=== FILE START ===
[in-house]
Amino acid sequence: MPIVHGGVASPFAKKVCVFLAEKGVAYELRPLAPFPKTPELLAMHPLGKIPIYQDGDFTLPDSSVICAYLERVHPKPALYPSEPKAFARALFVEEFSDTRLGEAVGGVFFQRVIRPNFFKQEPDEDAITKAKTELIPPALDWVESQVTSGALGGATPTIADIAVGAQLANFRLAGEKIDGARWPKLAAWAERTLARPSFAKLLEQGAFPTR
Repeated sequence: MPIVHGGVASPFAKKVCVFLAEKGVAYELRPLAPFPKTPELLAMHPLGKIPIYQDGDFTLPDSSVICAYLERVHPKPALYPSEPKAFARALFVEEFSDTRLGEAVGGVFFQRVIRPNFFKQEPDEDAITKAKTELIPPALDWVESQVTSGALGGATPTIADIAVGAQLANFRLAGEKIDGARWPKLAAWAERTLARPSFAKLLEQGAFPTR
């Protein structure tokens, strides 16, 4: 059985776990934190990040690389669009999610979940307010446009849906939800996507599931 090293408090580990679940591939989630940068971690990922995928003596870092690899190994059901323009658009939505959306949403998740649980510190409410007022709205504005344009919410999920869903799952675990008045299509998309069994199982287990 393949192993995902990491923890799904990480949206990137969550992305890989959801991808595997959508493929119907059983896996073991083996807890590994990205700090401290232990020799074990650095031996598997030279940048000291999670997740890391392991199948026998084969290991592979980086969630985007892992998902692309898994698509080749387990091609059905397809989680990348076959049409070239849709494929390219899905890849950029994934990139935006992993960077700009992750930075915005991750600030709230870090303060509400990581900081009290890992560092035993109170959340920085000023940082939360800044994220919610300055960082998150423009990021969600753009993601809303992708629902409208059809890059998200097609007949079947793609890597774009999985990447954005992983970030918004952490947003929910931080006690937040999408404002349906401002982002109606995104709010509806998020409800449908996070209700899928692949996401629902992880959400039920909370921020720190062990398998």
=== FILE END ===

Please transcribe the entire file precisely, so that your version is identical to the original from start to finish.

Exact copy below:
[in-house]
Amino acid sequence: MPIVHGGVASPFAKKVCVFLAEKGVAYELRPLAPFPKTPELLAMHPLGKIPIYQDGDFTLPDSSVICAYLERVHPKPALYPSEPKAFARALFVEEFSDTRLGEAVGGVFFQRVIRPNFFKQEPDEDAITKAKTELIPPALDWVESQVTSGALGGATPTIADIAVGAQLANFRLAGEKIDGARWPKLAAWAERTLARPSFAKLLEQGAFPTR
Repeated sequence: MPIVHGGVASPFAKKVCVFLAEKGVAYELRPLAPFPKTPELLAMHPLGKIPIYQDGDFTLPDSSVICAYLERVHPKPALYPSEPKAFARALFVEEFSDTRLGEAVGGVFFQRVIRPNFFKQEPDEDAITKAKTELIPPALDWVESQVTSGALGGATPTIADIAVGAQLANFRLAGEKIDGARWPKLAAWAERTLARPSFAKLLEQGAFPTR
């Protein structure tokens, strides 16, 4: 059985776990934190990040690389669009999610979940307010446009849906939800996507599931 090293408090580990679940591939989630940068971690990922995928003596870092690899190994059901323009658009939505959306949403998740649980510190409410007022709205504005344009919410999920869903799952675990008045299509998309069994199982287990 393949192993995902990491923890799904990480949206990137969550992305890989959801991808595997959508493929119907059983896996073991083996807890590994990205700090401290232990020799074990650095031996598997030279940048000291999670997740890391392991199948026998084969290991592979980086969630985007892992998902692309898994698509080749387990091609059905397809989680990348076959049409070239849709494929390219899905890849950029994934990139935006992993960077700009992750930075915005991750600030709230870090303060509400990581900081009290890992560092035993109170959340920085000023940082939360800044994220919610300055960082998150423009990021969600753009993601809303992708629902409208059809890059998200097609007949079947793609890597774009999985990447954005992983970030918004952490947003929910931080006690937040999408404002349906401002982002109606995104709010509806998020409800449908996070209700899928692949996401629902992880959400039920909370921020720190062990398998």